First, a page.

Can I Change the Conditions of Release (and if so, How)?

If you have been charged with a crime in New Mexico, then you most likely have conditions of release. Some of these conditions are non-negotiable. Depending on the nature and severity of the charges against you, others might be negotiable. So the first question is can you change the conditions of release? If so, the how becomes important and this is what we will address here.

Deviations from Standard Conditions of Release Best Handled Early

To change the conditions of release, your attorney will need to request that the judge waive the particular condition or provide limited exceptions to the condition. This would best be handled at the first appearance or arraignment. However, it can be done later in case you did not have an attorney at the first appearance or arraignment.

In those cases where you do not have an attorney, it is possible to make the request yourself. However, it is generally necessary to get the prosecutor’s approval before a judge will allow it. It is rarely a good idea to speak with a prosecutor directly. You should have an attorney do this for any number of reasons, which need not be addressed here. In fact, you do not have to have an attorney in any case, but you have a right to one and you should exercise that right.

Motion to Modify Conditions of Release May be Necessary

If the changes have not been made at the first appearance or arraignment, then your attorney must file a motion to modify the conditions of release. Again, these changes require the judge’s approval, which generally requires a  good reason for such a change.

Some changes are a little easier to change than others. The most common needed changes are the travel restrictions. Conditions of release will often prohibit travel outside the county. This condition will often severely interfere with employment and other family duties. More often than not, if your attorney can show travel is necessary to employment or other family duties, the change will be allowed.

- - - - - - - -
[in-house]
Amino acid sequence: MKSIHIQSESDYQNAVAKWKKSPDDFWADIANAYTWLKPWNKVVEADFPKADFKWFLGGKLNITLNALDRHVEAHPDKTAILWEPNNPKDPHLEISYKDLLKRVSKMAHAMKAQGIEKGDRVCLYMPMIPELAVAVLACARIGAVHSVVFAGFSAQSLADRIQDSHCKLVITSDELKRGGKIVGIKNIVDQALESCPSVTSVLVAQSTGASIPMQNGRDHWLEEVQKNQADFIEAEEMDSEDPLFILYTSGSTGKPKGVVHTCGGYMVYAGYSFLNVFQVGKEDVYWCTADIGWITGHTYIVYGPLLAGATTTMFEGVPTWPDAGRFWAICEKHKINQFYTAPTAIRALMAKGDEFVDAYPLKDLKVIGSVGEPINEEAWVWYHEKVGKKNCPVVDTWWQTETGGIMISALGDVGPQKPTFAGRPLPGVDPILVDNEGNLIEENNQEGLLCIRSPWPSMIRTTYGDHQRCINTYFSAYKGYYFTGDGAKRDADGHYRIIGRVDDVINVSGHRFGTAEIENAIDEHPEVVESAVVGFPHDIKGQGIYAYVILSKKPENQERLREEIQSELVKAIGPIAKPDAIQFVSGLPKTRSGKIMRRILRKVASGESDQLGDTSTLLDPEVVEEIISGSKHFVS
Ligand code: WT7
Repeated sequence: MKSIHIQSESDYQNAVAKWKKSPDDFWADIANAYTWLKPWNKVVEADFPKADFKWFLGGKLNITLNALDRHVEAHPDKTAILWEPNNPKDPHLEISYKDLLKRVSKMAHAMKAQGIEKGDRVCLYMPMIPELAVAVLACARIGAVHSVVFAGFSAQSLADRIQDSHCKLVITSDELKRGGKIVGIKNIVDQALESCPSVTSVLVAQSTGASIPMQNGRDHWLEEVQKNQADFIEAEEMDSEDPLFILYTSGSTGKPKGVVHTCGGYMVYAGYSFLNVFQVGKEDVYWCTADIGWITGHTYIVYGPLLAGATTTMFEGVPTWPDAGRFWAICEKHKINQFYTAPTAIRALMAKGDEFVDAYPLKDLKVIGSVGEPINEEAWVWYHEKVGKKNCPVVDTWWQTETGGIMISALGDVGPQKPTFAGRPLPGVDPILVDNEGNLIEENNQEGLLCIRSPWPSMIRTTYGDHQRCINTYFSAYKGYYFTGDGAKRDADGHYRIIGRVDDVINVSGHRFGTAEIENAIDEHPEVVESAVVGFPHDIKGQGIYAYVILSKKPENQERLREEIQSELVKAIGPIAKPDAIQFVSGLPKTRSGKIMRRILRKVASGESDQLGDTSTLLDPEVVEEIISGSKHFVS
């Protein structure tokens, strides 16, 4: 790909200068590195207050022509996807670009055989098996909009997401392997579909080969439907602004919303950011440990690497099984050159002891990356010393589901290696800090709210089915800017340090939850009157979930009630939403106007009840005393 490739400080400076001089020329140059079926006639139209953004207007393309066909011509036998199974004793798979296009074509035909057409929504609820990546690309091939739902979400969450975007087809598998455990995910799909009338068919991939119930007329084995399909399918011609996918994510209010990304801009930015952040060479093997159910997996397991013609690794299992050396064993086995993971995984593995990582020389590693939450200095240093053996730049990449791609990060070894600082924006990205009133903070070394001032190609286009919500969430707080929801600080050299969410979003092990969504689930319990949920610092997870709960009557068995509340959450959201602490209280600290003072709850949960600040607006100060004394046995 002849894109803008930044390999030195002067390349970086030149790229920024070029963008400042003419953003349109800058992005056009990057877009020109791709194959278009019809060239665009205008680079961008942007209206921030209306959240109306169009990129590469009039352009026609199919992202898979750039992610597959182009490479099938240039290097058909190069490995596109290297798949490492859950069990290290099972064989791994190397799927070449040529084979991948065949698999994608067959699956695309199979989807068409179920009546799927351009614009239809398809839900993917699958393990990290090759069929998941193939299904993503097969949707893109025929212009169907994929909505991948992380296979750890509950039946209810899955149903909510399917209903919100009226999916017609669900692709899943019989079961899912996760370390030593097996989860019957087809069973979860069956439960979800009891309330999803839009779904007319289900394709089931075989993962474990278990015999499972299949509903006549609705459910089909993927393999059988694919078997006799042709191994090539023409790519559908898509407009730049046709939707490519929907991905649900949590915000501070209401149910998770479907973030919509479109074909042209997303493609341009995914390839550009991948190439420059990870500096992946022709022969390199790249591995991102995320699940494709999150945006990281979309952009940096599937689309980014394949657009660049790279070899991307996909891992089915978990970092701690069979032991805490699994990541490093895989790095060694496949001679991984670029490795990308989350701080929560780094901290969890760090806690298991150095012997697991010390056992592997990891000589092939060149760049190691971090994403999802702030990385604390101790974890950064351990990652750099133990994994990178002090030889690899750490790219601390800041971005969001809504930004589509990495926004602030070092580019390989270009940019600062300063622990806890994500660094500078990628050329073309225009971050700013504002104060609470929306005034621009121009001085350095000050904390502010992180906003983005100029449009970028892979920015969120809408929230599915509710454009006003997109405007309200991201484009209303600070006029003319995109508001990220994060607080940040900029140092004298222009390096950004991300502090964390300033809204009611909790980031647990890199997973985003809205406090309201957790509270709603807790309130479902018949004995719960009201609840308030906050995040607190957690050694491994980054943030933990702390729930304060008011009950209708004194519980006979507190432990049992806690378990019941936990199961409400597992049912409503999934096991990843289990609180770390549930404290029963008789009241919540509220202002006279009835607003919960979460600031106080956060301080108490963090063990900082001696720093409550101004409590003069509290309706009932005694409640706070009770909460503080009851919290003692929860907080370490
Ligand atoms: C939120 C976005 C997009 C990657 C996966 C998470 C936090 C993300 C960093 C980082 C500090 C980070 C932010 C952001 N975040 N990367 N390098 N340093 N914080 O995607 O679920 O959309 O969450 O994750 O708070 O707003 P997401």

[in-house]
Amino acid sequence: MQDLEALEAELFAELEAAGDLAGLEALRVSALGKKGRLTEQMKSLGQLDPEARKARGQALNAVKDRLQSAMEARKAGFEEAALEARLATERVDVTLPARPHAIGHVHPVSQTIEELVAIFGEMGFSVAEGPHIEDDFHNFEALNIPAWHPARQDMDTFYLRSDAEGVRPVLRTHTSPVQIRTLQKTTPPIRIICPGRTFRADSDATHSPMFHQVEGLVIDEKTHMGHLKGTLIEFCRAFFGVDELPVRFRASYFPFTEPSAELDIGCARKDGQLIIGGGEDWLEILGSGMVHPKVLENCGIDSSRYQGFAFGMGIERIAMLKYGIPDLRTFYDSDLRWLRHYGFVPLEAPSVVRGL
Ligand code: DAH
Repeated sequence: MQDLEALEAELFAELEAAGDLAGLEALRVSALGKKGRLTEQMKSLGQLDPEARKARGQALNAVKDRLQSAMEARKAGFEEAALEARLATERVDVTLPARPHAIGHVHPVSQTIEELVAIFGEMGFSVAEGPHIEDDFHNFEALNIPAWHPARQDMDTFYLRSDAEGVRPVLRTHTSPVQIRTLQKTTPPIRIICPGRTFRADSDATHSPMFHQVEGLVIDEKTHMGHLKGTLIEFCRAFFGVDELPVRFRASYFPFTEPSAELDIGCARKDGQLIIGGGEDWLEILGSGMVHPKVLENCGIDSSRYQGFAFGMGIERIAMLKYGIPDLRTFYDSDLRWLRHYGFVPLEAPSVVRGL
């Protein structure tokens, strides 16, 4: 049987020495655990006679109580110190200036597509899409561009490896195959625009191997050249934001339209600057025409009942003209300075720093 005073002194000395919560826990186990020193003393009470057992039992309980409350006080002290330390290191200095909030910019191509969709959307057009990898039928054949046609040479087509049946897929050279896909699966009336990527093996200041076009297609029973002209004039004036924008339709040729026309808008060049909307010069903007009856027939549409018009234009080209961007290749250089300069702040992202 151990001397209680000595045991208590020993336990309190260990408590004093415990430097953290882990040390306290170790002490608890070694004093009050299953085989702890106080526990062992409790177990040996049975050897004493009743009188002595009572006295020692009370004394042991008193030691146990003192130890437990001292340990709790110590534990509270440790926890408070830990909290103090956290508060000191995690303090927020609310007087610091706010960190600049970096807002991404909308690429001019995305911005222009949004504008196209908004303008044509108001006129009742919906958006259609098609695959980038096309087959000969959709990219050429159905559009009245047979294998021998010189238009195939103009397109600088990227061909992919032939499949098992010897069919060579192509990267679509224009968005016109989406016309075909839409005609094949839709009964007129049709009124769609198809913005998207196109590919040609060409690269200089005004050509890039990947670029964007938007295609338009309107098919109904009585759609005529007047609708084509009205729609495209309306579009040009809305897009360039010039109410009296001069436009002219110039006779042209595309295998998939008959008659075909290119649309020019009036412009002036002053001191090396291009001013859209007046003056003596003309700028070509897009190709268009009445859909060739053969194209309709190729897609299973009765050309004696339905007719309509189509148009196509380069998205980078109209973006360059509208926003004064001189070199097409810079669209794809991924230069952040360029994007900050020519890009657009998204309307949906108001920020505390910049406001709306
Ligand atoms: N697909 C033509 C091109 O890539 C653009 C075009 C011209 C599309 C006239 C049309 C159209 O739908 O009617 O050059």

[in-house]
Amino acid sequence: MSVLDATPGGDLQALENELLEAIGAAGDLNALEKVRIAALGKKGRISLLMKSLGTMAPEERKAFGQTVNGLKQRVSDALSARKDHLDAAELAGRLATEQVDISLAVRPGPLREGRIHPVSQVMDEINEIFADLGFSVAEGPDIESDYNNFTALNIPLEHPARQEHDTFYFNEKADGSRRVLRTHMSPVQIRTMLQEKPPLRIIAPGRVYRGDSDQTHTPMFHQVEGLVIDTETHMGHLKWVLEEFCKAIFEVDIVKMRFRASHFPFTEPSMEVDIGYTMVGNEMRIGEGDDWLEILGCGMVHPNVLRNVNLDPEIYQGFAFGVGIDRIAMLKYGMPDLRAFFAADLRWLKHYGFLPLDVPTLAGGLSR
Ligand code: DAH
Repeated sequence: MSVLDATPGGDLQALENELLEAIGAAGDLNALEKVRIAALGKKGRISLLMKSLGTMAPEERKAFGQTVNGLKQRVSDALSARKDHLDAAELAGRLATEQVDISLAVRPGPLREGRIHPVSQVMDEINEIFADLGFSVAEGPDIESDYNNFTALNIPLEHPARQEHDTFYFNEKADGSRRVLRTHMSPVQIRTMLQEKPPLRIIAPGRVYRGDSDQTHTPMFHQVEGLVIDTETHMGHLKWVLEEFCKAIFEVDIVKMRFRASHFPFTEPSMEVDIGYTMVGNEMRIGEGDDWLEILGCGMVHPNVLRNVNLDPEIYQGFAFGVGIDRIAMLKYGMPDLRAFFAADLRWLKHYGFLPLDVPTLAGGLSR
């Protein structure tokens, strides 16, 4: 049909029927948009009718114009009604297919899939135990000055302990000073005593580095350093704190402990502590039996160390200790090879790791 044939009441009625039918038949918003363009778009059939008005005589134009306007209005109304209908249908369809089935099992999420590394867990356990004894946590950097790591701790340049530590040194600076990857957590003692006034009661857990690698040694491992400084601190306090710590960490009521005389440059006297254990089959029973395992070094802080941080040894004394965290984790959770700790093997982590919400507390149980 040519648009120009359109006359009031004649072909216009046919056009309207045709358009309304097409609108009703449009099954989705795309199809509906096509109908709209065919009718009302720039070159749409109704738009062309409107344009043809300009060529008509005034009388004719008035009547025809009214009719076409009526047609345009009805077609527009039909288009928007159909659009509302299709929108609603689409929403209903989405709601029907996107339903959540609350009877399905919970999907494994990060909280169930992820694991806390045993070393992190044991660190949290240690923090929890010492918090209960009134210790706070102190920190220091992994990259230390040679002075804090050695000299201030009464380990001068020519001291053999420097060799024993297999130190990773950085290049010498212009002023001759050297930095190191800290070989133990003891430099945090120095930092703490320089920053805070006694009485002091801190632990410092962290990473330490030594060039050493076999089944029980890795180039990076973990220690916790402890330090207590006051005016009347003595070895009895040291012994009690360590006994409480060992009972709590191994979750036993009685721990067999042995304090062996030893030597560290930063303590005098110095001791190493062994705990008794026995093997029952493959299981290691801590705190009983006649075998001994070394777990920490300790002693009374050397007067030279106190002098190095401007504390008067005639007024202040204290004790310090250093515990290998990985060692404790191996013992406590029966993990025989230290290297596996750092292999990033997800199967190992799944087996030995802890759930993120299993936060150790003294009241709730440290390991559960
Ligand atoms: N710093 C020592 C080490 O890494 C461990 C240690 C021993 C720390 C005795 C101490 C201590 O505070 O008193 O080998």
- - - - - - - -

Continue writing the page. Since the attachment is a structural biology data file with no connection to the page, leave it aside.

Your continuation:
The judge can limit travel outside the county for those specific purposes.  Keep in mind that the modification applies only to those exceptions stated in the modification of conditions of release. It is therefore important to address all possible situations where travel will be necessary if the judge does set limits on the waiver of the travel conditions.

The Alleged Victim May Have to Appear in Court for a Change of Conditions

There are cases where neither the judge nor the prosecutor will agree, absent agreement by the alleged victim. This is the case in domestic violence cases where the parties would like to lift the no-contact order and the prohibition against returning to the scene of the incident (usually the home).

In order for the prosecutor or the judge to approve of such a change, the alleged victim must show up in court. The judge and the prosecutor will question the alleged victim on the safety of such a change. The alleged victim must ask for the change and state that such a change will not result in any danger to household members.

The alleged victim must often give a good reason for the change. The reasons generally include financial hardship and issues regarding care of the children. The judge can refuse the modification. This is not unusual particularly where there is a history of domestic violence in the home.

Some Conditions Cannot be Changed

Finally, there are a number of conditions that will not be waived such as the prohibition on the use of drugs and alcohol, violations of law, and with very few exceptions, the possession of firearms. The restriction on firearms may be waived when the firearm is necessary for employment. However, there is no guarantee that the judge will allow it even then. Whether the judge will grant it will depend on the judge and again, the nature and severity of your charges.

Many times, the conditions of release will be set before you ever meet with an attorney. It is extremely important that you let the attorney know of the need for a modification. Again, it is best to do this at the first appearance or arraignment. If it is not done then, it will require the filing of a motion. A hearing on such a motion may be many weeks after the motion is filed. Until the motion is granted and the judge enters an order, all conditions are fully effective and violation can mean immediate jail time.

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